Grandpa Pitched for the Cubs:
An Unforgettable Story
“Grandpa Pitched for the Cubs” (which you can buy on Amazon) is the debut novel written by best-selling author and Liberty University founder Dr. Elmer Towns. It’s a worthy tribute to both baseball and the Chicago Cubs; in fact, Harry Caray, the voice of the Cubs, wrote a personal letter to Dr. Towns about the book and about Dr. Towns’ son, Sam, who died in 2002. It’s a wonderful letter that is included with the novel in the dedication pages.
The book tells the story of Noel Remle, a high school pitcher who dreams of playing for the Chicago Cubs and pitching in the World Series, and who finally gets his chance after the most unlikely of events. Here’s the official back cover copy from the novel’s press release:
Grandpa Pitched for the Cubs tells the story of Noel Remle a young high school pitcher who dreamed of pitching baseball professionally. He developed a unique talent—a killer knuckleball—that made him the eventual darling of Wrigley Field fanatics.
But Remle’s dreams were nearly derailed when he accidentally killed a man who was attacking a woman in a darkened Chicago alley. He stopped the rape, but his index finger was shot off during the struggle. Remle managed to keep the murder a secret after an automobile accident driving away from the crime scene gave him a plausible explanation about why his index finger was missing.
While Remle struggles with his secret, a police officer struggles with his obsession to find the man with a missing index finger. Will the Cubs finally make the World Series? Will Remle pitch in the World Series? What happens when the cop and Remle finally meet? And what secrets remain to be discovered that could change everything?
I had a chance to speak with Dr. Towns about his debut novel:
Dr. Towns, could tell us a little more about your book and your love for Cubs Baseball?
I moved to Chicago in 1965 up on the north side, and I started going to the Chicago Cubs baseball games because I had a ministerial pass. I could get in for I think it was 50 cents a day. And once I got in, I could sit anywhere back in those days. They only had about 4,000 to 5,000 for a game, and it was always in the afternoon. I went up there lots of times and started taking my son up there, and, what happened one day, he came home from school about noon for lunch. We lived about a block away from school. So I said, “Sam, do you have any tests today?” He said, “No, Dad.” I said, “Okay, so let’s go to the game.” He said, “Okay, let’s go,” so we went out, got in the car, went to the game, and so for the next five or six years every birthday we went to the Cubs game. And I love the Cubs, and I’m rooting for them as I travel all over the country. I watch them on WTN, and I’m a Cubs fan and boy they have never come close; they always lose. You always say you get excited in the spring but you die in August.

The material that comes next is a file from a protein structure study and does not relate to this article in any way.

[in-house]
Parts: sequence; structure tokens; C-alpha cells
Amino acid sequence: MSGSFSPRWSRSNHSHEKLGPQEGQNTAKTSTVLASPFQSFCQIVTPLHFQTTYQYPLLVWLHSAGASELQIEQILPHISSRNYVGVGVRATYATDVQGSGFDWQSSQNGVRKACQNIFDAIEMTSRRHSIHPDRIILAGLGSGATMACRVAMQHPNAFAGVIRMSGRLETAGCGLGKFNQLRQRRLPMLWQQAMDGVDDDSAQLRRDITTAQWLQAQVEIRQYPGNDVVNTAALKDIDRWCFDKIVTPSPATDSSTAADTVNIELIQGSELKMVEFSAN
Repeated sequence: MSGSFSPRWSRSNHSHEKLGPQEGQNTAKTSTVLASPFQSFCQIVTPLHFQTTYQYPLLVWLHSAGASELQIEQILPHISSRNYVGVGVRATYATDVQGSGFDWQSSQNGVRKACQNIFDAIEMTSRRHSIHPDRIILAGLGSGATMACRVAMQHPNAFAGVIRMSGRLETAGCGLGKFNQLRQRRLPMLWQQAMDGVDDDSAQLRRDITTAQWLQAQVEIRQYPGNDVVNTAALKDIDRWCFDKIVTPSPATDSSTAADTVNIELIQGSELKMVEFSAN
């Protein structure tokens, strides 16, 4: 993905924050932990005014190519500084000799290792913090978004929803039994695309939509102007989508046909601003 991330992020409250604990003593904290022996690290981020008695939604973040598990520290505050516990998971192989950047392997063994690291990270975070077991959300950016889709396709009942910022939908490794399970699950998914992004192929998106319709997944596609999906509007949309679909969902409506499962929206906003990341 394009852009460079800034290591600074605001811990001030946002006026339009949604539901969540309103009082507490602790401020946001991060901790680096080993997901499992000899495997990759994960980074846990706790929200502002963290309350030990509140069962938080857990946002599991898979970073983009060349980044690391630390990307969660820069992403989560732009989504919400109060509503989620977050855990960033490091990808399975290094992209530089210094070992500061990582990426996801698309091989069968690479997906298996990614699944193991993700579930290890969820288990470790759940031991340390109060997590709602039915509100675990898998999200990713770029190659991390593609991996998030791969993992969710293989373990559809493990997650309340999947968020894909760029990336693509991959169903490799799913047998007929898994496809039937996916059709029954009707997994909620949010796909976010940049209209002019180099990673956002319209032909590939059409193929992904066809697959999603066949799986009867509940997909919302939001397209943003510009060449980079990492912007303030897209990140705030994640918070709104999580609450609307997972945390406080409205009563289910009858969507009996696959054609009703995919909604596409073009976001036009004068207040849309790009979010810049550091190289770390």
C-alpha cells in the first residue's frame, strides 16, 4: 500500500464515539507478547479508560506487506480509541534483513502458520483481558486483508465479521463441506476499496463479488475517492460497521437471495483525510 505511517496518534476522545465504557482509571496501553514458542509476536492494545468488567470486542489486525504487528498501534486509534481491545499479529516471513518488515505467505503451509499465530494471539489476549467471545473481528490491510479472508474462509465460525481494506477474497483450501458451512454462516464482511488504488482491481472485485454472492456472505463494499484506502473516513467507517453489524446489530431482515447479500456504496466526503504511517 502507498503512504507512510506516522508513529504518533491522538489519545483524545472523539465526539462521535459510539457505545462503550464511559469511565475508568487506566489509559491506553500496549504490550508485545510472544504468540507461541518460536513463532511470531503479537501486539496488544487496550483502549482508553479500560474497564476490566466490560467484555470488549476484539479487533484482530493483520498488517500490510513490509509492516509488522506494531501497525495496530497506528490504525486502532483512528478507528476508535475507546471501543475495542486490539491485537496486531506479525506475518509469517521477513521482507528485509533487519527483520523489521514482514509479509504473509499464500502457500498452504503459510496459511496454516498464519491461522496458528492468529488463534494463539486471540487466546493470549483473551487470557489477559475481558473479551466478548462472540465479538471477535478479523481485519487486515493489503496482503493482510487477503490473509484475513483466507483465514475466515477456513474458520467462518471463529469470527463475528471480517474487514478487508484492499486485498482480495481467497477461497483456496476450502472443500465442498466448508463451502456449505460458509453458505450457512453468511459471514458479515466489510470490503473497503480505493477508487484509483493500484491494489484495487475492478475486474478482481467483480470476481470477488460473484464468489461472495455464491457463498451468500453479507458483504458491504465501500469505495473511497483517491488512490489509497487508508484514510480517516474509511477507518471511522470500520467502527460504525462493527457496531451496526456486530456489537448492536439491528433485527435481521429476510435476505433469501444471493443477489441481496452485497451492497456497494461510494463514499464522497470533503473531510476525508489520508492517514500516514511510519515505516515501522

That brings me to my next question: do you think the Cubs will ever win the World Series in your lifetime?
Oh, this could be the year, I am always an optimist.
So could you discuss how you conjured up Noel Remle and his story?
So, I thought of this story about a man like myself who came from Lynchburg, Virginia; I live in Lynchburg, Virginia. As a matter of fact, I have been here at Liberty University since 1971. I am the co-founder. So I go to the Hillcats games every once in a while. So I conceived this story of a pitcher who was a grandpa who didn’t have a full finger — the index finger, the pointer finger. It was half gone, so he had learned how to throw a knuckleball. And he went to this game, and he saw the minor league team for the Cubs, and he saw a guy he pitched with in high school, so they got to talking and so his buddy said come on and pitch in the ninth inning. Go on and pitch now in batting practice. So he went on and pitched in batting practice, and he did pretty good and he then said, “Show me your best stuff,” so he showed him this knuckleball. He called it the killer knuckleball. He could throw it outside and it would always break in. He could really control it, this guy, Gramps (Remle). He is a 60-year-old grandpa. So he goes in and strikes out nine men in a row, and so a week later he goes down to visit him, and the rest you will have to read the book to find out.
You dedicated this book to your son, could you tell us a little more about him?
My son, we took him to the ball games and even after we moved away we would still go back to games. I get these freakishly frequent flyer miles, and we would go to Chicago and take him to the ballgame and we’d listen to Harry Caray. So I wrote to Harry Caray, and Harry then wrote that dedication to the book in front of the book, so as you will see that was a real letter from Harry Caray voice of the Cubs in the front of the book, about the book, and about my son. My son became a preacher. He served the Lord, and he was saved. He graduated from Baptist University, and then he graduated from three seminaries, from Liberty Baptist Theological Seminary, from Dallas Theological Seminary, and then got his doctorate degrees from Fuller. And he was one of the instrumental founders for the online program here at Liberty, which is so big today. He was killed in an automobile accident in 2002.